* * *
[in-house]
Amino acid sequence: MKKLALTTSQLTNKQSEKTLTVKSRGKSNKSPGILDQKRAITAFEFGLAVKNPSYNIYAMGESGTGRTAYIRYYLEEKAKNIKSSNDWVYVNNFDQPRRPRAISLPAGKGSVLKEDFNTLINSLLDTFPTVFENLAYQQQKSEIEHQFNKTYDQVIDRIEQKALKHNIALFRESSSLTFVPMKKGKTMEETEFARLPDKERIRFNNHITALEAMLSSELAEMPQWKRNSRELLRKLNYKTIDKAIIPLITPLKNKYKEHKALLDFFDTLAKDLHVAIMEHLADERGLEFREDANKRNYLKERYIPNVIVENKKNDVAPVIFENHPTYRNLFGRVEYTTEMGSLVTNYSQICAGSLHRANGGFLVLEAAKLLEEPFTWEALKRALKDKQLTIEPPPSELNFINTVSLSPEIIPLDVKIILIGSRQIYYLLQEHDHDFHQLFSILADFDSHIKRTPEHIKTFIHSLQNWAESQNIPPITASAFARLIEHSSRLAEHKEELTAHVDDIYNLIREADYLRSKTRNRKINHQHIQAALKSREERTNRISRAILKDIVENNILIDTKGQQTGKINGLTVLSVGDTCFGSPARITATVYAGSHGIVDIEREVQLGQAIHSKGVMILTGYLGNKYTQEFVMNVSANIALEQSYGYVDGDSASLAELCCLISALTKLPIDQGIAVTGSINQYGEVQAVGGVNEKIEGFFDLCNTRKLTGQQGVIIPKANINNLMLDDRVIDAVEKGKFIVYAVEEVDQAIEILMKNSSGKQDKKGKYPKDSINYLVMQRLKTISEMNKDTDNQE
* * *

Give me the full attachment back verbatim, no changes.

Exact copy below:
[in-house]
Amino acid sequence: MKKLALTTSQLTNKQSEKTLTVKSRGKSNKSPGILDQKRAITAFEFGLAVKNPSYNIYAMGESGTGRTAYIRYYLEEKAKNIKSSNDWVYVNNFDQPRRPRAISLPAGKGSVLKEDFNTLINSLLDTFPTVFENLAYQQQKSEIEHQFNKTYDQVIDRIEQKALKHNIALFRESSSLTFVPMKKGKTMEETEFARLPDKERIRFNNHITALEAMLSSELAEMPQWKRNSRELLRKLNYKTIDKAIIPLITPLKNKYKEHKALLDFFDTLAKDLHVAIMEHLADERGLEFREDANKRNYLKERYIPNVIVENKKNDVAPVIFENHPTYRNLFGRVEYTTEMGSLVTNYSQICAGSLHRANGGFLVLEAAKLLEEPFTWEALKRALKDKQLTIEPPPSELNFINTVSLSPEIIPLDVKIILIGSRQIYYLLQEHDHDFHQLFSILADFDSHIKRTPEHIKTFIHSLQNWAESQNIPPITASAFARLIEHSSRLAEHKEELTAHVDDIYNLIREADYLRSKTRNRKINHQHIQAALKSREERTNRISRAILKDIVENNILIDTKGQQTGKINGLTVLSVGDTCFGSPARITATVYAGSHGIVDIEREVQLGQAIHSKGVMILTGYLGNKYTQEFVMNVSANIALEQSYGYVDGDSASLAELCCLISALTKLPIDQGIAVTGSINQYGEVQAVGGVNEKIEGFFDLCNTRKLTGQQGVIIPKANINNLMLDDRVIDAVEKGKFIVYAVEEVDQAIEILMKNSSGKQDKKGKYPKDSINYLVMQRLKTISEMNKDTDNQE